The Kentucky Derby was first run at 1.5 miles (2.4 km), the same distance as the Epsom Derby and the Grand Prix de Paris. In 1896, the distance was changed to its current 1.25 miles (2 km). On May 17, 1875, in front of an estimated crowd of 10,000 people, a field of 15 three-year-old horses contested the first Derby. Under African-American jockey Oliver Lewis, a colt named Aristides, who was trained by future Hall of Famer, Ansel Williamson, won the inaugural Derby. Later that year, Lewis rode Aristides to a second-place finish in the Belmont Stakes.

Although the first race meet proved a success, the track ran into financial difficulties and in 1894 the New Louisville Jockey Club was incorporated with new capitalization and improved facilities. Despite this, the business floundered until 1902 when Col. Matt Winn of Louisville put together a syndicate of businessmen to acquire the facility. Under Winn, Churchill Downs prospered and the Kentucky Derby became the preeminent thoroughbred horse race in America.

Between 1875 and 1902, African-American jockeys won 15 of the 28 runnings of the Kentucky Derby. On May 11, 1892, African-American jockey Alonzo "Lonnie" Clayton, age 15, became the youngest rider to win the Derby. The 1904 race was won by Elwood, the first Derby starter and winner to be owned by a woman, Laska Durnell. In 1915, Regret became the first filly to win the Kentucky Derby, and in 1917, the English bred colt "Omar Khayyam" became the first foreign-bred horse to win the race.

As part of gaining income, horse owners began sending their successful Derby horses to compete a few weeks later in the Preakness Stakes at the Pimlico Race Course, in Baltimore, Maryland, followed by the Belmont Stakes in Elmont, New York. The three races offered the largest purse and in 1919 Sir Barton became the first horse to win all three races. However, the term Triple Crown didn't come into use for another eleven years. In 1930, when Gallant Fox became the second horse to win all three races, sportswriter Charles Hatton brought the phrase into American usage. Fueled by the media, public interest in the possibility of a "superhorse" that could win the Triple Crown began in the weeks leading up to the Derby. Two years after the term was coined, the race, which had been run in mid-May since inception, was changed to the first Saturday in May to allow for a specific schedule for the Triple Crown races.

In 1950, legendary baseball owner and promoter Joe Engel, who managed the Chattanooga Lookouts at Engel Stadium, entered his horse, Hallieboy, who was known only as a laughing-stock underdog, that finished 10th of 14 horses in the race.

On May 3, 1952, the first national television coverage of the Kentucky Derby took place. In 1954, the purse exceeded $100,000 for the first time. In 1968, Dancer's Image became the first (and to this day the only) horse to win the race and then be disqualified after traces of phenylbutazone, an analgesic and anti-inflammatory drug, were found in the horse's urinalysis; ironically, the regulations at Kentucky thoroughbred race tracks were changed some years later, allowing horses to run on phenylbutazone.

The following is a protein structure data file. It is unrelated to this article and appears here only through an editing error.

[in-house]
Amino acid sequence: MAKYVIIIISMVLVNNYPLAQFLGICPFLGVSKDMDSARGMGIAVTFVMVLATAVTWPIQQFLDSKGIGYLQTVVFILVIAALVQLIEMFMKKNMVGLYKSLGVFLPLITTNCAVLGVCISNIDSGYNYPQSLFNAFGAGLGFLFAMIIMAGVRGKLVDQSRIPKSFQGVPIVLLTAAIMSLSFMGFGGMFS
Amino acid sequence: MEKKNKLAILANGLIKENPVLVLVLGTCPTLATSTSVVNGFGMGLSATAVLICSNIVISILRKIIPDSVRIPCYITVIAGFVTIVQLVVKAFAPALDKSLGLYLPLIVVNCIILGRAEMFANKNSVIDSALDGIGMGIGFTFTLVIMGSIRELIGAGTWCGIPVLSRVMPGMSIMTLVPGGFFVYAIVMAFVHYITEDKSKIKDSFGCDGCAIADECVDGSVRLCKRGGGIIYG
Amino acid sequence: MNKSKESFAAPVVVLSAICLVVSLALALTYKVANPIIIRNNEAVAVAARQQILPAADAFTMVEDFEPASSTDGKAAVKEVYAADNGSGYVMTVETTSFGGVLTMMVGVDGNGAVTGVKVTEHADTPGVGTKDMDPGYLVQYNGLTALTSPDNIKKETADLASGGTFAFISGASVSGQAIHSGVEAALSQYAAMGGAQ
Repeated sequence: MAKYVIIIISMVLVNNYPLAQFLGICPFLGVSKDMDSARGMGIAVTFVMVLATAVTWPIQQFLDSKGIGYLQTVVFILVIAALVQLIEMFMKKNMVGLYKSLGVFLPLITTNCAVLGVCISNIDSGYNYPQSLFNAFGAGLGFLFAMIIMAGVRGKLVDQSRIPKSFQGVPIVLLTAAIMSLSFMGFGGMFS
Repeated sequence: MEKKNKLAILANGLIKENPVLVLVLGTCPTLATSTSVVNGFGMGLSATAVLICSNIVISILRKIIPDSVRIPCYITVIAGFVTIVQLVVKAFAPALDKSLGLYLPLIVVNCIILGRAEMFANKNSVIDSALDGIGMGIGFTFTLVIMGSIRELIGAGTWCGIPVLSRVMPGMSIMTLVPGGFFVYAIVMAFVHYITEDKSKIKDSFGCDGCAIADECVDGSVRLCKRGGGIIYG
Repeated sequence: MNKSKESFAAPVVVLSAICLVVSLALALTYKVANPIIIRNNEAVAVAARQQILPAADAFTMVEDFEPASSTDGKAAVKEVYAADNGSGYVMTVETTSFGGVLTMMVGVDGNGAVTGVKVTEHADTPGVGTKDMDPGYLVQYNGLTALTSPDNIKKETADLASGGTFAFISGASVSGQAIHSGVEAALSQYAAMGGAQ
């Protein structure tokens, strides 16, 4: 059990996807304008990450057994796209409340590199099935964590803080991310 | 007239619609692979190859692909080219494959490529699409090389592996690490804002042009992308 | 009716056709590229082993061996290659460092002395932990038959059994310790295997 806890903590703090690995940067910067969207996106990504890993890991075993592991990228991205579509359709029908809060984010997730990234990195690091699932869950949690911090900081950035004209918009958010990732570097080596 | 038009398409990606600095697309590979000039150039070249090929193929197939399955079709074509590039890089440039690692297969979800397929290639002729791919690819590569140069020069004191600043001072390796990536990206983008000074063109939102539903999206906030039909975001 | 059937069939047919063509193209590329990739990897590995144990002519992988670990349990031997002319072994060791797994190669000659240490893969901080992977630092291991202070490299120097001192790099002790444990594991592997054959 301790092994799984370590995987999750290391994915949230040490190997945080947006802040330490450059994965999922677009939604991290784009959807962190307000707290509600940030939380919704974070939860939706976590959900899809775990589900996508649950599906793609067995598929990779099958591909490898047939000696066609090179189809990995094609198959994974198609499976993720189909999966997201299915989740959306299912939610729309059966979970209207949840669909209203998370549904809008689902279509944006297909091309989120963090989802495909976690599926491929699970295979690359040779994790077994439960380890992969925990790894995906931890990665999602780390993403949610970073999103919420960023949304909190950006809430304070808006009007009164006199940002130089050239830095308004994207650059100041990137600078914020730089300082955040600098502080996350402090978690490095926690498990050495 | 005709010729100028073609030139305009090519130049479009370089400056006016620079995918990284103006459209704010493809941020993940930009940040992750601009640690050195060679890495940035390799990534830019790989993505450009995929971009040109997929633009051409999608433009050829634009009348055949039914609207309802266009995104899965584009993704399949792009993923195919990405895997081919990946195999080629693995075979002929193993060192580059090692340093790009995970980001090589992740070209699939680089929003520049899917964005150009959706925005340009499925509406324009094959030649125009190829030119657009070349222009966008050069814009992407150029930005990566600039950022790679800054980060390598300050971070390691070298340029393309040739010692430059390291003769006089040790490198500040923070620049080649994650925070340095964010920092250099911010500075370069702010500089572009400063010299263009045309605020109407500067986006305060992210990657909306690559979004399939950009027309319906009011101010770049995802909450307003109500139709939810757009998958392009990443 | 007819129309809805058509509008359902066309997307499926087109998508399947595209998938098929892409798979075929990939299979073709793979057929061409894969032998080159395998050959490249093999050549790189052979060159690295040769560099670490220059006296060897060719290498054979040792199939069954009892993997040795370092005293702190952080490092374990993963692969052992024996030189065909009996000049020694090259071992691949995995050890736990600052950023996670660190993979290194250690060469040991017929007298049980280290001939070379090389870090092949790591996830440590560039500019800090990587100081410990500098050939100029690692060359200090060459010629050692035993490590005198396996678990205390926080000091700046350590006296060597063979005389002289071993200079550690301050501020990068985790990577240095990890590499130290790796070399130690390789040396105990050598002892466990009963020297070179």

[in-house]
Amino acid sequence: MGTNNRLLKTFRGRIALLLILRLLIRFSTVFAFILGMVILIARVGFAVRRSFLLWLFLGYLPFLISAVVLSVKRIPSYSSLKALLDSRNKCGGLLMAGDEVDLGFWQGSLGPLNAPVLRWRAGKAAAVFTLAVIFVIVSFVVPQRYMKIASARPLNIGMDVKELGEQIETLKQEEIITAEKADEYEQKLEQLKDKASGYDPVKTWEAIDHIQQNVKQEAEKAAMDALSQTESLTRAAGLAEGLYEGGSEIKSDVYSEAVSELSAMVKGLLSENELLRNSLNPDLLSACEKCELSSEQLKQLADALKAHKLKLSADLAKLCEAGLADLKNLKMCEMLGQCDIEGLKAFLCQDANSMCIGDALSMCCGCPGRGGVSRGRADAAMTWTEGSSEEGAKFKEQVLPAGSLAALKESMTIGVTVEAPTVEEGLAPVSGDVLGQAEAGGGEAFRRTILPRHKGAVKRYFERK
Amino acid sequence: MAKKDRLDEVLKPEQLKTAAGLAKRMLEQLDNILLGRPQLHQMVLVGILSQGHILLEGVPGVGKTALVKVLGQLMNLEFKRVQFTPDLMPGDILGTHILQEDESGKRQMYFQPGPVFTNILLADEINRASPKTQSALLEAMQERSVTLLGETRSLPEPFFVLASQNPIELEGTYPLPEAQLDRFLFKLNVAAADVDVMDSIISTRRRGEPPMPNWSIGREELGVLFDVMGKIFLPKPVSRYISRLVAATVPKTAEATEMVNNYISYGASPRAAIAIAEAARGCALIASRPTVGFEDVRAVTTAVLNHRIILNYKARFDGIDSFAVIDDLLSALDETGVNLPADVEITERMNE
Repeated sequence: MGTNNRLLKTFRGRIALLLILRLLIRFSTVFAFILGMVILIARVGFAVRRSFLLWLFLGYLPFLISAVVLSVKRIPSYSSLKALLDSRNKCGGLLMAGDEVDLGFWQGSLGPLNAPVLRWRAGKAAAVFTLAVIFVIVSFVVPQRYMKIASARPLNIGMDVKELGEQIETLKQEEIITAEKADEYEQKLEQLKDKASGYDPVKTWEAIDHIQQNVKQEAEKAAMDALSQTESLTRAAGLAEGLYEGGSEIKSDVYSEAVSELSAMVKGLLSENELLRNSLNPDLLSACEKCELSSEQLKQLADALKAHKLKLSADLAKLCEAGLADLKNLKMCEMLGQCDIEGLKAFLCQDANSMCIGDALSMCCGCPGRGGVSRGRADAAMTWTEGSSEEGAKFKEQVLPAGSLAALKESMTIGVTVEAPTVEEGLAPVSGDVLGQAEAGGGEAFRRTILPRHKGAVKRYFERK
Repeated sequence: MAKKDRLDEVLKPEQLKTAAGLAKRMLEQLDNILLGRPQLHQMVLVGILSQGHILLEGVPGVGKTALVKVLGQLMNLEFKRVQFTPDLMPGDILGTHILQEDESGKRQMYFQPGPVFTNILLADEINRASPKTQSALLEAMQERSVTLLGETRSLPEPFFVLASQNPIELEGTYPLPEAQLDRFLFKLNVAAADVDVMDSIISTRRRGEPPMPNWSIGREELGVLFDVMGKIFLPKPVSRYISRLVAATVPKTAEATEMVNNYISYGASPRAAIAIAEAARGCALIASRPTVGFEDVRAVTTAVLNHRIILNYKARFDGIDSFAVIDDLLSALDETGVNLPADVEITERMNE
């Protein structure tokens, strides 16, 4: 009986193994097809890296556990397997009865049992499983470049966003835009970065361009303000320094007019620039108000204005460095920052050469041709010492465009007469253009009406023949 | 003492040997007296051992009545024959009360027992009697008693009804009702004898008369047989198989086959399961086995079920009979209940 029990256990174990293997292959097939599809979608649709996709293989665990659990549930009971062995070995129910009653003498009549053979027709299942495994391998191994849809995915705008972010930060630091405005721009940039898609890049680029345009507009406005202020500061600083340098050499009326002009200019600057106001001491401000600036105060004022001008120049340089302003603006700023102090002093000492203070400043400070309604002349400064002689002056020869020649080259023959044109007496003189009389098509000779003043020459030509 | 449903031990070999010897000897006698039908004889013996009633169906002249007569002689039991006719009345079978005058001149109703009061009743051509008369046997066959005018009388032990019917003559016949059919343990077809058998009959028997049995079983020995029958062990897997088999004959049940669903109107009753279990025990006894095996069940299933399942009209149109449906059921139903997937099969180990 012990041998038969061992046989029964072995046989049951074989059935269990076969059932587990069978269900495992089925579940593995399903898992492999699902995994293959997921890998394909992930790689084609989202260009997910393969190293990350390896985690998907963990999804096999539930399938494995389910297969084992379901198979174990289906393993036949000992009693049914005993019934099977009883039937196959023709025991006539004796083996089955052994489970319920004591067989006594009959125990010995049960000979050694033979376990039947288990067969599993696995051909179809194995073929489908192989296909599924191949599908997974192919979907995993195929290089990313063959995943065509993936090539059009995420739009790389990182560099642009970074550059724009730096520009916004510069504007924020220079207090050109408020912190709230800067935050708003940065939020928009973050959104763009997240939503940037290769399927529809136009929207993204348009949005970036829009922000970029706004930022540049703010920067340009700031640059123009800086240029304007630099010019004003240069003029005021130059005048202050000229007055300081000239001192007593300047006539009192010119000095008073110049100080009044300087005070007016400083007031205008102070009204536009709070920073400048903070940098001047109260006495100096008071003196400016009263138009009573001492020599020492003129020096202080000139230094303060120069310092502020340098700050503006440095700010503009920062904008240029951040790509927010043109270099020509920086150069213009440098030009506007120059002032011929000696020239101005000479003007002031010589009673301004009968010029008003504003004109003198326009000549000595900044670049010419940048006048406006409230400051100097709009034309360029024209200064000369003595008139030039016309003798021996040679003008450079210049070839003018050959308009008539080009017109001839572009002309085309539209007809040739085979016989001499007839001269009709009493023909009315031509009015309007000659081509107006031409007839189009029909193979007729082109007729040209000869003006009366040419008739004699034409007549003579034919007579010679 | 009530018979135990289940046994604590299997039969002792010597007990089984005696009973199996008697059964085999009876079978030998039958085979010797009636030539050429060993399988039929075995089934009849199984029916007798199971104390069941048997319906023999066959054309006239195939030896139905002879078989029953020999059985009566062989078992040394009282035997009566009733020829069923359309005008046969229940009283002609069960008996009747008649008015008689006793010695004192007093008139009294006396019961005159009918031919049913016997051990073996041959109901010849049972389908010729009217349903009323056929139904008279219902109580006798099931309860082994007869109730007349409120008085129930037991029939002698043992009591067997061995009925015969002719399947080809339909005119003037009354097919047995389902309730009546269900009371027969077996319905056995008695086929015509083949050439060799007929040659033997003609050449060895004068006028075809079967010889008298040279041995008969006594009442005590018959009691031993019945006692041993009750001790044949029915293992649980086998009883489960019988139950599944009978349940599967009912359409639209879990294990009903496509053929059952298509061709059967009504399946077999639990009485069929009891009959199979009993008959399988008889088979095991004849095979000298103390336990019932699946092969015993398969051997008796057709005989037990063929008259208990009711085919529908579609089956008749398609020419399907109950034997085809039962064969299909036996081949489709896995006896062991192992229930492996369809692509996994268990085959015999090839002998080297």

The fastest time ever run in the Derby (at its present distance) is 1 minute 59 2/5 seconds, by Secretariat in 1973.

The 2004 Derby marked the first time that jockeys, as a result of a court order, were allowed to wear corporate advertising logos on their clothing.

In 2005, the purse distribution for the Derby was changed, so that horses finishing fifth would henceforth receive a share of the purse; previously only the first four finishers did so.

On February 1, 2006, the Louisville-based fast-food company Yum! Brands, Inc. announced a corporate sponsorship deal to call the race "The Kentucky Derby presented by Yum! Brands".

The 2006 edition of the race was won by Barbaro, with jockey Edgar Prado aboard. The winning time was two minutes, 1.39 seconds. He won by 6.5 lengths over second place finisher Bluegrass Cat. Steppenwolfer finished third; Jazil and Brother Derek finished in a dead heat for fourth place. The race was attended by 157,536 fans, the second-largest crowd in Derby history.

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November 22-28 Race Schedule

22 MON 12:30PM Finger Lakes
7:00PM Mountaineer Casino Racetrack & Resort
23 TUE 12:30PM Finger Lakes
12:55PM Delta Downs
6:00PM Penn National
7:00PM Mountaineer Casino Racetrack & Resort
24 WED 12:30PM Finger Lakes
12:55PM Belterra Park
1:00PM Churchill Downs
5:35PM Evangeline Downs
6:00PM Penn National
7:00PM Mountaineer Casino Racetrack & Resort
25 THU 11:15AM Golden Gate Fields
11:30AM Churchill Downs
26 FRI 12:45PM Golden Gate Fields
12:55PM Delta Downs
1:00PM Churchill Downs
5:35PM Evangeline Downs
6:00PM Penn National
27 SAT 12:45PM Golden Gate Fields
12:55PM Delta Downs
1:00PM Churchill Downs
5:35PM Evangeline Downs
28 SUN 12:45PM Churchill Downs
1:00PM Golden Gate Fields
7:00PM Mountaineer Casino Racetrack & Resort